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Garbage truck, can

A worker with PSI Environmental Systems collects curbside recycling in Twin Falls in 2010.

TWIN FALLS — The city is scrapping a plan to move garbage collection from the alley to the street for about 2,400 residents after a deluge of complaints.

Trucks owned by the city’s garbage pickup contractor, PSI Environmental Systems, have struggled to navigate alleyways in winter. Compacted snow and ice, and low-hanging cables, have made access difficult and dangerous for truck drivers, said Bill Baxter, director of the city's utility billing services.

So after meeting with the contractor, the city decided to move the trash and recycling collection out of the alleys in certain neighborhoods. Homeowners received notices and mailers last week saying they should put their trash and recycling bins out in the street for garbage pickup; there would be a two-week transition period.

But residents complained that having bins in the street created problems for them. The city is now telling homeowners to disregard those notices and resume putting containers in the alleys for collection.

“It was evident from early on that we needed to evaluate it,” city spokesman Joshua Palmer said.

The city will now reconsider which alleyways are causing the most problems, and how homeowners should be contacted.

“The response by those affected by the change prompted us to reconsider the move and to return to collecting garbage and recycling in alleyways until further notice,” Baxter said in a statement. “We apologize for the inconvenience and ask that residents who received the notification to please continue garbage and recycling collection as they normally do.”

Sid Vanderpool said in his neighborhood and in other older parts of town, a lot of the residents are elderly.

“There’s nothing worse than seeing an elderly person trying to make their way out to their car, let alone dragging a huge bucket, through snow,” Vanderpool said.

The alleys behind the houses are closer than the street for many of these residents to use for trash drop-off. But on Sunday night, they hauled their bins to the front of their homes, clogging the narrow street with cars parked on both sides.

When Vanderpool got home on Monday, his trash pickup day, there were three trash cans blocking his driveway.

“When (PSI) dropped them off, they were all over the place,” he said.

In nearly three decades at his home, he has never noticed the alley being a problem for the trucks.

“They’ve picked up the trash flawlessly in the alleyways,” Vanderpool said. “They’re the alleys that they’ve gotten in and out of for 28 years.”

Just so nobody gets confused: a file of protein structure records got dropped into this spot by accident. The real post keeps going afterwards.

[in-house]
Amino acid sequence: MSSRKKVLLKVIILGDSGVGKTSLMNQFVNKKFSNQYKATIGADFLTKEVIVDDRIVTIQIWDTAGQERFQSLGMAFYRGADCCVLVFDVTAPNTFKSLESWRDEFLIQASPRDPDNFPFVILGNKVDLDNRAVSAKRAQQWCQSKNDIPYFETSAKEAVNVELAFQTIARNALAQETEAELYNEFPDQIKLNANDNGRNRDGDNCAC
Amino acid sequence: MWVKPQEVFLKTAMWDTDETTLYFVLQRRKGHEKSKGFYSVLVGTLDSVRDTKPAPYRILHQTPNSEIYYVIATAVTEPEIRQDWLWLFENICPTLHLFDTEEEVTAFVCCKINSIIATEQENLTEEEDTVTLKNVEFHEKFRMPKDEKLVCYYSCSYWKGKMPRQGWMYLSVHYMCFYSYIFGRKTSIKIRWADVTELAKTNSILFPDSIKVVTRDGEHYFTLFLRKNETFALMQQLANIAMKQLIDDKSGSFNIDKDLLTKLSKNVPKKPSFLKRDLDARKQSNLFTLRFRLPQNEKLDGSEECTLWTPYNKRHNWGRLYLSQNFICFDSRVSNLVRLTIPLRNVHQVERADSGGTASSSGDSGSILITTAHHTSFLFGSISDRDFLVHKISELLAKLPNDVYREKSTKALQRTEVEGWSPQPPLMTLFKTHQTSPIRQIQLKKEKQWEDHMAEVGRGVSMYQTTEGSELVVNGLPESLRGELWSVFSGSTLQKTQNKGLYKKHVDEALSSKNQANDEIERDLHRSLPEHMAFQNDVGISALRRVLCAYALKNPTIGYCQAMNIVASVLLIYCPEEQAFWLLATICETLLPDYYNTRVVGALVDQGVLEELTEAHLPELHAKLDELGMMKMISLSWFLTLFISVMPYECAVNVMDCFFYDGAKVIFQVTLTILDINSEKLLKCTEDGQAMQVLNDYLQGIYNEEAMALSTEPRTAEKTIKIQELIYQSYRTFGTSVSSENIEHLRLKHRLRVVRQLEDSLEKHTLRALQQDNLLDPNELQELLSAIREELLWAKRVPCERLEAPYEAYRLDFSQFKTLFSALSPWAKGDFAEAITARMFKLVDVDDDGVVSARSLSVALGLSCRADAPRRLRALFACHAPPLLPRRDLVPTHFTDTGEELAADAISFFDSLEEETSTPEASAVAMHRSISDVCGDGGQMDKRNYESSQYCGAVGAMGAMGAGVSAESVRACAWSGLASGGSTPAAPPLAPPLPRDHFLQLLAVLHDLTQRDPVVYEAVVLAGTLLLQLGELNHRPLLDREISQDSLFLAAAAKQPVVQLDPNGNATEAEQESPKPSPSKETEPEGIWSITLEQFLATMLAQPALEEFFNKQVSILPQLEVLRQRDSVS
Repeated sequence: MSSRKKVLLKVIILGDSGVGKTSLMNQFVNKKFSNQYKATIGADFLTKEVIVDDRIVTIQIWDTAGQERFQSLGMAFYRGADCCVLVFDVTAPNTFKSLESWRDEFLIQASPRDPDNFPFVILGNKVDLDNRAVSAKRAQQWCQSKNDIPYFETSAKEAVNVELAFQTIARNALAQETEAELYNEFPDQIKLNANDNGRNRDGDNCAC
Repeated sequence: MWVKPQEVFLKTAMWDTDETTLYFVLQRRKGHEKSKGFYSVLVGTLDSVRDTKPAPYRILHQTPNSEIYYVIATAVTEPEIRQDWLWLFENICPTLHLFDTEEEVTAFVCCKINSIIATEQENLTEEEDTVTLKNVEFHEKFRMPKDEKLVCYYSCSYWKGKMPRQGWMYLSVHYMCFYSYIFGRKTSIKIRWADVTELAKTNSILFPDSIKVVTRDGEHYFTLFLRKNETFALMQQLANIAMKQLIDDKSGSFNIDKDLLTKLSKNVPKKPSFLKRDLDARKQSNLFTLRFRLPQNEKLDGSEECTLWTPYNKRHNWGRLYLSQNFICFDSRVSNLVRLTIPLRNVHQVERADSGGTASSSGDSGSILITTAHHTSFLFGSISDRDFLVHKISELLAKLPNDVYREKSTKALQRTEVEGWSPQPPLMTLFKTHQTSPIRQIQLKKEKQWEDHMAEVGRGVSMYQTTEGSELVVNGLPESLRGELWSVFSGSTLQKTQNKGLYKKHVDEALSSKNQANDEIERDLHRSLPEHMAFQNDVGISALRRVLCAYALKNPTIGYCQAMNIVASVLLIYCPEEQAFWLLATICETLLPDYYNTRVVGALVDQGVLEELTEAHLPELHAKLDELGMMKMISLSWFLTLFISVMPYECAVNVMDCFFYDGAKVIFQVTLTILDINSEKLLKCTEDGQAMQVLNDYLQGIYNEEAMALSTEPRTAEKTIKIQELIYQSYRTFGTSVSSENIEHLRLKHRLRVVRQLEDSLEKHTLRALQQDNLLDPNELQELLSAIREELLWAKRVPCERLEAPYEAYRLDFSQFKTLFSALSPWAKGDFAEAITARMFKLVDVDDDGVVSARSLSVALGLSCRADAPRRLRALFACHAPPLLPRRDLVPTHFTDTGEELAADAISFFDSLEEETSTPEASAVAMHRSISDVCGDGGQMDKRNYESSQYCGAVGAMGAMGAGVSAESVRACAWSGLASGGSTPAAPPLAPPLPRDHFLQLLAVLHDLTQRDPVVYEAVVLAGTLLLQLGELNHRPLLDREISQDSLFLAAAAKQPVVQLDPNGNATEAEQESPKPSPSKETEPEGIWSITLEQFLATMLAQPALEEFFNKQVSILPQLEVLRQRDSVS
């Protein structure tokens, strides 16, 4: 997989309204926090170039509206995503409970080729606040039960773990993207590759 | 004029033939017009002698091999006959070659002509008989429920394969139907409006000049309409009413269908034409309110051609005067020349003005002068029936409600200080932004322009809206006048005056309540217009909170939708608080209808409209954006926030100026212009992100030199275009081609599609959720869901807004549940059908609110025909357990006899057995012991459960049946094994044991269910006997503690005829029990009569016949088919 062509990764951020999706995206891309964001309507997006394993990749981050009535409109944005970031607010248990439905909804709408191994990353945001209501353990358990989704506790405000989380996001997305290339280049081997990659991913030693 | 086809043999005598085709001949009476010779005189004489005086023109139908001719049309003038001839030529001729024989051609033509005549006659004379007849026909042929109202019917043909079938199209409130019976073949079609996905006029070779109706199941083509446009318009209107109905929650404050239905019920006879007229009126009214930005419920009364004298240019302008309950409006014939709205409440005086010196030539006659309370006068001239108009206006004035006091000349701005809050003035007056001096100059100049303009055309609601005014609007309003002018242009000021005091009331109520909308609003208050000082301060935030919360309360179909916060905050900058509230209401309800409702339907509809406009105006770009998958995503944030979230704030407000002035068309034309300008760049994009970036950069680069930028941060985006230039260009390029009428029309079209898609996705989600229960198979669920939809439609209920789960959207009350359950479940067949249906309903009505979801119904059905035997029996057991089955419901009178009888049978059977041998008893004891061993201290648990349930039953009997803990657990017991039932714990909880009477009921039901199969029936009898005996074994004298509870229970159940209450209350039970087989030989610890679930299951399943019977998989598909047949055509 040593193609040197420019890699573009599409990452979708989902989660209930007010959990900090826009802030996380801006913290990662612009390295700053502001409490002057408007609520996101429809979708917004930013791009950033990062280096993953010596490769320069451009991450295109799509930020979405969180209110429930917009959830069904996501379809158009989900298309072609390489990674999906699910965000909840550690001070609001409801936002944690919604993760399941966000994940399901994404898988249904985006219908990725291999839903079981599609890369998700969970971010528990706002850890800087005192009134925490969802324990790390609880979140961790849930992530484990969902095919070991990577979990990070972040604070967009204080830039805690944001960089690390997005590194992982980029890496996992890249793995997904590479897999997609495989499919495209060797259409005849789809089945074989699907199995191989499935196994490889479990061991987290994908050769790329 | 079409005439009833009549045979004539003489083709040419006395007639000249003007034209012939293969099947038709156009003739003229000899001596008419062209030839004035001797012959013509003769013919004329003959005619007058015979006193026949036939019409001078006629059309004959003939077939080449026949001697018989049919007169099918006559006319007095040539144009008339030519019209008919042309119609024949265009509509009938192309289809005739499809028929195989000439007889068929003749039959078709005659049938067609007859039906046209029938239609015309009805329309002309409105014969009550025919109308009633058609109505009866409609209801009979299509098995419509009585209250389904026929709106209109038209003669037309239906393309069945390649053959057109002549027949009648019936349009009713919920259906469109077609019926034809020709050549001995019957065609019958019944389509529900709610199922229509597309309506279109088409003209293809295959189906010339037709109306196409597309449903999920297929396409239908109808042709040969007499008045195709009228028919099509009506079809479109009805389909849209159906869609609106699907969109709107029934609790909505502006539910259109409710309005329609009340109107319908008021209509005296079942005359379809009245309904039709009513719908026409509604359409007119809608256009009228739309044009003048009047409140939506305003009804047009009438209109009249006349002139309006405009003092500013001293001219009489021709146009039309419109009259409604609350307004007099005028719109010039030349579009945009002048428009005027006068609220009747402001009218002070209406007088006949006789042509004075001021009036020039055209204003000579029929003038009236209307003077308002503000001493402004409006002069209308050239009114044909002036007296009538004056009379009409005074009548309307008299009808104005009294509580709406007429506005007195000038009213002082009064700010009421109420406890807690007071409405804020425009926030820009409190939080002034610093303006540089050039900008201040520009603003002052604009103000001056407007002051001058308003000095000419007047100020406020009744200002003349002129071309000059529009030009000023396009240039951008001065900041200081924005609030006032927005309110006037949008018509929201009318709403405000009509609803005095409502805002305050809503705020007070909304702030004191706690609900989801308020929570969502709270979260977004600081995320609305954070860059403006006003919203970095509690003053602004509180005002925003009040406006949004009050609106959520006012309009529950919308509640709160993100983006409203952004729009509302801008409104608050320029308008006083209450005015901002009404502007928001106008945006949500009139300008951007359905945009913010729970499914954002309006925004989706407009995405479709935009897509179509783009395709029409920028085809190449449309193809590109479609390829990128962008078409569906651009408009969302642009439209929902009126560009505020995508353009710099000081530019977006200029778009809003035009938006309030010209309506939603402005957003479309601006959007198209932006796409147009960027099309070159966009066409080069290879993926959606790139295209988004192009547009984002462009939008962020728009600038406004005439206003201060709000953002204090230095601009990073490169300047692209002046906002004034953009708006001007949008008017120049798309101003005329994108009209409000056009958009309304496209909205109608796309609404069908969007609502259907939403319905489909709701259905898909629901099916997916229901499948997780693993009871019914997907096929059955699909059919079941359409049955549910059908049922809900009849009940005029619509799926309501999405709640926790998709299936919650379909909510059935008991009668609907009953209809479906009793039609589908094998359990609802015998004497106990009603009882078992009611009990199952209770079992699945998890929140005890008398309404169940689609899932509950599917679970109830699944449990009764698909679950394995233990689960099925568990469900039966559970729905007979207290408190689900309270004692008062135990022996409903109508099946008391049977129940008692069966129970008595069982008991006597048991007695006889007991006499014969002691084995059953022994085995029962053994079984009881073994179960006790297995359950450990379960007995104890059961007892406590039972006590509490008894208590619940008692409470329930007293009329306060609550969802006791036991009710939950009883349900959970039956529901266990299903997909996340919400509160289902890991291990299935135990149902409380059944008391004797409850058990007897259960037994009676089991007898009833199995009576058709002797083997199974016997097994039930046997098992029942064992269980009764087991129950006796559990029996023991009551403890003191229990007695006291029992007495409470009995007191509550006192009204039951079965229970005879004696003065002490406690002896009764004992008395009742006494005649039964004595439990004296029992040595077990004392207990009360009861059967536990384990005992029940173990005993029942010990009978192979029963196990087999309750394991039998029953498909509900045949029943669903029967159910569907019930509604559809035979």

He was satisfied when an email to City Manager Travis Rothweiler was answered with the announcement that the city would re-examine its decision.

The city relies on its contractor to make judgement calls on service, Baxter explained.

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“They alleys have historically been the collecting place because they were there,” he said.

But last winter highlighted some of the issues that have arisen since the garbage trucks grew in size. Sagging cables in the alleys meant drivers no longer had the clearance to get through, and they had to back the trucks out. Some alleys also have deep ditches beside them and are higher in the center. When trucks had to stop on ice, they would begin to slide off, Baxter said.

“Last year was a pivotal point for us,” he said. “It created a world of hurt.”

There have also been problems with people using others’ trash bins and dumping trash in the alleys, he said.

The city and PSI will have to address the situation, but they plan to proceed with caution. A limited number of alleys will have to cease as garbage collection points, but Baxter estimates the final list will affect no more than 100 addresses. Staff will talk to residents before making the change, but “there won’t really be an option,” he said.

Residents can have their questions and concerns about trash or recycling collection addressed by calling PSI Environmental at 208-733-4441 or the City of Twin Falls Utility Billing Services at 208-735-7249 or 208-735-7250.

“Serving the public is a rough road,” Baxter said.

Editor's Note: This story has been updated with Bill Baxter's correct title.


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